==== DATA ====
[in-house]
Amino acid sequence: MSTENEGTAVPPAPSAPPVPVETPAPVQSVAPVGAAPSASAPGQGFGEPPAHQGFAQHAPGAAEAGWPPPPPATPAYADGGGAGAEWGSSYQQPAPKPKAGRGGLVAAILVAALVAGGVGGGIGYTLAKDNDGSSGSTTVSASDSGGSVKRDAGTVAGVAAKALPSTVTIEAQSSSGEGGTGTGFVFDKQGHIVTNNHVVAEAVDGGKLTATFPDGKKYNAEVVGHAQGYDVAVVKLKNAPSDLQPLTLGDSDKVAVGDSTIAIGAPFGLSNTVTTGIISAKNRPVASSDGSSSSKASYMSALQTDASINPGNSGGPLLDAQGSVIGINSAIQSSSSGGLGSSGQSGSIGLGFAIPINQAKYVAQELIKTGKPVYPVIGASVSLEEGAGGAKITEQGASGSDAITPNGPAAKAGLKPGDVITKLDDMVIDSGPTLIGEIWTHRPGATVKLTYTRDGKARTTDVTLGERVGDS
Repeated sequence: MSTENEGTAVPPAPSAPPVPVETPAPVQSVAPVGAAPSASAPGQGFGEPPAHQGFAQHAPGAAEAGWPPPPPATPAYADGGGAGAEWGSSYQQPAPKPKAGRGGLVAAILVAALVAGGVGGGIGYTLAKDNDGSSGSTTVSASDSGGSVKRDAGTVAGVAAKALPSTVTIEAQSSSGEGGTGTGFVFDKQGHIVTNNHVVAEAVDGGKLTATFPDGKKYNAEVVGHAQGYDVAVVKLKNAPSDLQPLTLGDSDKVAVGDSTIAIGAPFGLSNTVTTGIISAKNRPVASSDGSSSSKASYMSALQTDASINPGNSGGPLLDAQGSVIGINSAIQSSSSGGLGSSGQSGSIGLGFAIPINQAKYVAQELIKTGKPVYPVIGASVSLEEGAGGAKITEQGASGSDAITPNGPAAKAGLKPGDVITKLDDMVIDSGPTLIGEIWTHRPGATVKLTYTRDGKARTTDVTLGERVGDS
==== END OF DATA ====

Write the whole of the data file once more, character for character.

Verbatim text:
[in-house]
Amino acid sequence: MSTENEGTAVPPAPSAPPVPVETPAPVQSVAPVGAAPSASAPGQGFGEPPAHQGFAQHAPGAAEAGWPPPPPATPAYADGGGAGAEWGSSYQQPAPKPKAGRGGLVAAILVAALVAGGVGGGIGYTLAKDNDGSSGSTTVSASDSGGSVKRDAGTVAGVAAKALPSTVTIEAQSSSGEGGTGTGFVFDKQGHIVTNNHVVAEAVDGGKLTATFPDGKKYNAEVVGHAQGYDVAVVKLKNAPSDLQPLTLGDSDKVAVGDSTIAIGAPFGLSNTVTTGIISAKNRPVASSDGSSSSKASYMSALQTDASINPGNSGGPLLDAQGSVIGINSAIQSSSSGGLGSSGQSGSIGLGFAIPINQAKYVAQELIKTGKPVYPVIGASVSLEEGAGGAKITEQGASGSDAITPNGPAAKAGLKPGDVITKLDDMVIDSGPTLIGEIWTHRPGATVKLTYTRDGKARTTDVTLGERVGDS
Repeated sequence: MSTENEGTAVPPAPSAPPVPVETPAPVQSVAPVGAAPSASAPGQGFGEPPAHQGFAQHAPGAAEAGWPPPPPATPAYADGGGAGAEWGSSYQQPAPKPKAGRGGLVAAILVAALVAGGVGGGIGYTLAKDNDGSSGSTTVSASDSGGSVKRDAGTVAGVAAKALPSTVTIEAQSSSGEGGTGTGFVFDKQGHIVTNNHVVAEAVDGGKLTATFPDGKKYNAEVVGHAQGYDVAVVKLKNAPSDLQPLTLGDSDKVAVGDSTIAIGAPFGLSNTVTTGIISAKNRPVASSDGSSSSKASYMSALQTDASINPGNSGGPLLDAQGSVIGINSAIQSSSSGGLGSSGQSGSIGLGFAIPINQAKYVAQELIKTGKPVYPVIGASVSLEEGAGGAKITEQGASGSDAITPNGPAAKAGLKPGDVITKLDDMVIDSGPTLIGEIWTHRPGATVKLTYTRDGKARTTDVTLGERVGDS